Letters

LETTERS

January 21, 2007

Wrong roads getting attention

Just when I thought the county commissioners had been educated on the road issue - they bring in a new one. What does newly elected Commissioner Michael D. Zimmer tell us? He tells us U.S. Route 29 and Route 32, which happen to be the major routes in and out of his neighborhood, need attention. Come on commissioner, get on board to fix problem roads.

Route 30 is obviously the most dangerous road in the county. (By the way, it does NOT run anywhere near my house and I seldom use it.) The most congested road is Route 140 - beginning where Interstate 795 ends. These two roads need a lot more attention than either routes 29 or 32.

Admittedly, U.S. 29 and Route 32 slow down during rush hours, but they are far less congested than either 30 or 140. And, neither presents the safety problem found on Route 30.

If Commissioner Zimmer wants to help, he should push for extending I-795.

What's the cause of the traffic jams on the two roads in question? Cars and trucks from Pennsylvania trying to get to and from I-795. The obvious solution is to simply extend I-795 to Pennsylvania. Build an extension taking it slightly east of Patapsco and Aspen Run, west of Bachman Mills and Deep Run, and connect it to Route 97 somewhere north of Silver Run. In other words, put the problem traffic where it belongs - in Pennsylvania. (Interchanges at Routes 91, 482, 27, and 496 would serve Maryland traffic.)

The old cronies in Annapolis say: "It goes against the Smart Growth Plan." Guess what guys, I don't care. It's not growth that concerns me. The state has an obligation to provide adequate roads for the current residents, and it hasn't done that.

Jim Bard Westminster

Plan for roads is for development

Newly elected Carroll County Commissioner Michael Zimmer's recently announced plan to widen county roads to create a four lane high-speed state highway for safer commuting has little to do with safer roads and everything to do with commercial and industrial development.

Under the guise of road safety, Commissioner Zimmer wants to widen Route 32 north up to where it meets Route 97 and then follow Route 97 up to Route 140.

If safer roads are really the true reason for this plan, then the better route for the new highway would be to bear left off of Route 32 onto Route 26 westbound for 3 miles and then merge right onto Route 97 north all the way to Route 140. A 15-minute drive up Route 32 would clearly show why his proposed path is a bad choice.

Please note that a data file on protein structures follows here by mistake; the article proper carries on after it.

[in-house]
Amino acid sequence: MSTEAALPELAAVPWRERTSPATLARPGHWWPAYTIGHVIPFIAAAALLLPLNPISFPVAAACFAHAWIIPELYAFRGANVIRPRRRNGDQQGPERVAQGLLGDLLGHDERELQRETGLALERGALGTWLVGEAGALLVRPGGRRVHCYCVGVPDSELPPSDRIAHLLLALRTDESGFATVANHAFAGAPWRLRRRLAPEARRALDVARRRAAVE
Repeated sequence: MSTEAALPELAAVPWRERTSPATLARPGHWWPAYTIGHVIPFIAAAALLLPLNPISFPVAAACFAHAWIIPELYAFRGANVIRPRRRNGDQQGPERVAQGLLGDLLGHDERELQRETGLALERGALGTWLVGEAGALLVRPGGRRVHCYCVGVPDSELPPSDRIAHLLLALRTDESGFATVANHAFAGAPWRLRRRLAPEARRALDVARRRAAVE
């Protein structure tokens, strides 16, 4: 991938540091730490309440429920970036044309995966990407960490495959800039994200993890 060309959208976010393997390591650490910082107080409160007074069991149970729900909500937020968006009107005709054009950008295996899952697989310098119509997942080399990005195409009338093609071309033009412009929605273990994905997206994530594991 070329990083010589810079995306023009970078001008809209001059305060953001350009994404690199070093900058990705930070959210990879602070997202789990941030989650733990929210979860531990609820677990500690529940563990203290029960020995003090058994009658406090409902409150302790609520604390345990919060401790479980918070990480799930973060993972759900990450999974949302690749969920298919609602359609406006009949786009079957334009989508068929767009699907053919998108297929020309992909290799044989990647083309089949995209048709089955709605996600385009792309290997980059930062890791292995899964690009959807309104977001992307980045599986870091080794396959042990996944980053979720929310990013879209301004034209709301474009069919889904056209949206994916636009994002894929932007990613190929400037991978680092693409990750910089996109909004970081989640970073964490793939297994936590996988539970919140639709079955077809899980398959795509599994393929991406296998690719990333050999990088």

Route 32 crosses the Liberty Reservoir requiring a multi-million-dollar bridge to be constructed. There are two elementary schools (Freedom and Mechanicsville) that sit right on Route 32.

These schools would sit right on this new four lane highway resulting in small children and slow moving buses along this new super highway (not to mention the need to change existing school bus routes and the increased traffic and noise the children would be forced to deal with). If the schools impede the construction, they would need to be closed and the children bused to other schools which are overcrowded and/or requiring the construction of new schools at a great expense.

There are many homes along Route 32 with not enough room to add another traffic lane without loosing their entire yard and most likely the house. All of these would need to be bought at a fair price to those people and removed. Several churches and a graveyard would also be affected in the same manner.

There are thousands of homes in the area whose property value would drop dramatically if this road was widened. Along Route 97, there are no reservoir crossings, no schools, no homes, no churches, and no home value issues. Route 32 twists and turns its way to its crossing with Route 97 with over 30 roads intersecting it.

Each intersection with a high-speed highway requires rebuilding and the increased risk of a bad accident. Many of these roads are the only way to exit the communities that sit along Route 32. Route 97 only has 2 roads crossing it between Route 26 and Route 32.

With all of these problems, why is Route 32 Commissioner Zimmer's choice for the route? The answer is simple. Though Route 97 can be widened to four lanes, the land on the sides is protected and cannot be developed. This is the real reason for choosing Route 32.

After the schools, churches and homes are gone and the land value drops, the land could be rezoned from residential and agricultural use to commercial and industrial use. Then, Commissioner Zimmer, the former government relation's chair to the South Carroll Business Association, would have what he really wants: miles of cheap commercial and industrial land that could be developed while clogging the high-speed road with truck traffic and multiple intersections, thus destroying the nice communities of Finksburg, Gamber, and southern Westminster.

Michael J. Sobieck Westminster

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